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Articles in English

Shirley Rufin, interview by Dominique Brebion


Shirley RufinArchéologies mentales

Shirley Rufin
Archéologies mentales

How do you define your work and artistic practice?

My work questions both our perception of nudity and how to use best the photography medium. I deal with nudity as a taboo in our Martinican post-colonial society, which otherwise witnesses the excessive exposure of the Carnival period.

The starting point of my work is the scandal caused in the nineteenth century by the naked woman in Edouard Manet’s Déjeuner sur l’Herbe which I used for my final exams as a three-dimension remix in a feminine perspective reversing the roles : in my version it is the man who is naked.

My work questions the contemporary practices of the remix, of sociological investigation and photographic experimentation.

 You mention experimenting photography: can you develop this aspect of your research?

Body metamorphosis, distorting the body to make it anonymous and impossible to identify are for me a way to oppose the taboo about nudity. The use of a camera allows me to operate this substitution in several steps. Starting from a classical photo on paper which is burnt with acid and then pressed under a copper plate, then the body alteration is achieved. Finally, I take a digital photo which is enlarged and printed on Plexiglas to reveal the work, isolated remains on a dark background, a vain chimera.

Vain means pretentious and narcissistic; like a Narcissus venerating his own beauty undoubtedly, but also reminiscent of this category of still life, Vanities, or allegories of the precariousness of our life.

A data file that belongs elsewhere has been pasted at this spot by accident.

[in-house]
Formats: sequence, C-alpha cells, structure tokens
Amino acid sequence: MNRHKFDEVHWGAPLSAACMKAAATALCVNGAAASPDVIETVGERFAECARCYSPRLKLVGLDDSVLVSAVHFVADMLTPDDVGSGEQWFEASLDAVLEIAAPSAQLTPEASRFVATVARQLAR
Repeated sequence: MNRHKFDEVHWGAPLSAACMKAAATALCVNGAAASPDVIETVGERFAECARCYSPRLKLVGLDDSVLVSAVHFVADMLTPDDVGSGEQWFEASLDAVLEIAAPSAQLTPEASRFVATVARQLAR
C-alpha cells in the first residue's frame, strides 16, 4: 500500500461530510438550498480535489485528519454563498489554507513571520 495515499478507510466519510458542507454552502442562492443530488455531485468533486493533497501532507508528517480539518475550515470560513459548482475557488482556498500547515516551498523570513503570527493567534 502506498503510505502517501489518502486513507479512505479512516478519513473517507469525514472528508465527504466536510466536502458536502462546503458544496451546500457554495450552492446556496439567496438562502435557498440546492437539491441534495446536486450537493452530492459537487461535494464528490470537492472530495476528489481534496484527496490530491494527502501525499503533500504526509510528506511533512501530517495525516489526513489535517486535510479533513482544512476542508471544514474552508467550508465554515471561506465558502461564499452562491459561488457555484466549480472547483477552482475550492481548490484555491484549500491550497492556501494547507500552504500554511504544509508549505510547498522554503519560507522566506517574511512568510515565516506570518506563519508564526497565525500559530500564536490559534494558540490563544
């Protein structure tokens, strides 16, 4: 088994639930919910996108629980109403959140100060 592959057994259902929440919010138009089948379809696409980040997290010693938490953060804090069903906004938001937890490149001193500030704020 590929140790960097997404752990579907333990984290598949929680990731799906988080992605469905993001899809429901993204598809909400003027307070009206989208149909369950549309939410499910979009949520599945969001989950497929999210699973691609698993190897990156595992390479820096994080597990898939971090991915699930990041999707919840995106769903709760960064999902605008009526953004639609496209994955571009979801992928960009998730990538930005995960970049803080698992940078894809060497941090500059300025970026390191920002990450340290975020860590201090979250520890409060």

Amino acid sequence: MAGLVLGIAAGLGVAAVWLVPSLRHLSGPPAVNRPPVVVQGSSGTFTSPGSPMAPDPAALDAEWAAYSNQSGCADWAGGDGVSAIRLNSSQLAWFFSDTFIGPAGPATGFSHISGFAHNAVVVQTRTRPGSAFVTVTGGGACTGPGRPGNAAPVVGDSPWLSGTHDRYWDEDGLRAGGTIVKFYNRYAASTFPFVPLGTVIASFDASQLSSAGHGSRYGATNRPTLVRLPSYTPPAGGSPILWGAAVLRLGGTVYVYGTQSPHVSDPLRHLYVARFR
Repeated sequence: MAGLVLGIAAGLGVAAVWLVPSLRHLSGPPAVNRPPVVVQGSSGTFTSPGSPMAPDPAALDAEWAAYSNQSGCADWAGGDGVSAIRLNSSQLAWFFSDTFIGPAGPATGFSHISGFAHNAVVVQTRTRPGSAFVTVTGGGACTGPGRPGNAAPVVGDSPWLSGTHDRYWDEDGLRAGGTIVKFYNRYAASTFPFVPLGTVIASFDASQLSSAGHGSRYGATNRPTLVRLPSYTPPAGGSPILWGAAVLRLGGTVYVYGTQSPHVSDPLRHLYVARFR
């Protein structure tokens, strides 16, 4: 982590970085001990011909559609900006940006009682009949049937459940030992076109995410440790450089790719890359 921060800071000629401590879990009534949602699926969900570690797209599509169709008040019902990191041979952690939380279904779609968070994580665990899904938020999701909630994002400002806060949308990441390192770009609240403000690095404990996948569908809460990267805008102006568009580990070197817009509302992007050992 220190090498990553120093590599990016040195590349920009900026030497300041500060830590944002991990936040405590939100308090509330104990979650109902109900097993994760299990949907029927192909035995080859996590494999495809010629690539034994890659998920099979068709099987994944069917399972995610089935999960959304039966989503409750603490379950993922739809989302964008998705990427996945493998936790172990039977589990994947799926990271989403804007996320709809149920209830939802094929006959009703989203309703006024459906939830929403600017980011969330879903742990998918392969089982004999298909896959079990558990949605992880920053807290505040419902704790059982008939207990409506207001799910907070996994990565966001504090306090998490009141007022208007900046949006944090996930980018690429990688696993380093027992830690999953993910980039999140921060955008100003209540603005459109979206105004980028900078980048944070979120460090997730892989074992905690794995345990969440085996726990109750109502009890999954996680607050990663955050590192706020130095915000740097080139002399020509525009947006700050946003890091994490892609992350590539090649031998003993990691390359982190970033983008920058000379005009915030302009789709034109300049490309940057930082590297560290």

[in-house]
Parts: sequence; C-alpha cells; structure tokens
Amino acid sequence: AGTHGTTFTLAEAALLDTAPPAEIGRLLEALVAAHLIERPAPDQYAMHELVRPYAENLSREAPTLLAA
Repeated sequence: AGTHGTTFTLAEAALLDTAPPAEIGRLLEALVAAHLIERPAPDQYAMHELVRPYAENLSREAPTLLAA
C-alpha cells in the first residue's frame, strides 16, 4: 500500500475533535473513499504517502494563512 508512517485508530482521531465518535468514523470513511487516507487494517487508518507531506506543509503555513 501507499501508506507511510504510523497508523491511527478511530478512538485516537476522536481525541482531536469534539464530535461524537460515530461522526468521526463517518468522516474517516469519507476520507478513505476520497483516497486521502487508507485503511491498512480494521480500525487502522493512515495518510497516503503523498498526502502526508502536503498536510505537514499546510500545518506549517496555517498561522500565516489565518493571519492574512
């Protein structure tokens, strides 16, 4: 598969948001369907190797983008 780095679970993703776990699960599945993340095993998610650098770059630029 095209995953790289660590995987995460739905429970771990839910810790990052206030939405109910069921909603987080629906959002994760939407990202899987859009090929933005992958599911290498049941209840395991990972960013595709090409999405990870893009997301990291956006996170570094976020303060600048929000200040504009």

Is there some part of chance in producing such pictures?

Much less today because I learnt to master the process. After an unexpected discovery while experimenting I learnt to control the process of alteration achieved through acid, copper and time.

Sirley RufinPause photo numérique 2005

Sirley Rufin
photo numérique

What do you mean by mental archeology?

Mental archeology –or mental images- means that we must understand the memorized or imagined representations from our brain that are formed without a direct visual stimulation. If, precisely this mental imagery is not the direct result of perception, it is otherwise based on our past visual activity and combines with our own capacity of imagination to produce new mental images. So, with this notion we must associate the representations of objects, ideas and concepts as well.  Moreover, I associate this ‘mental archeology’ with the notion of reconstitution as they constitute the fully artificial recreations of something in order to reproduce its aspect or even a particular state of mind. And these images have a double nature as they come from the conscious or unconscious part of us.


Traduction: Suzanne Lampla

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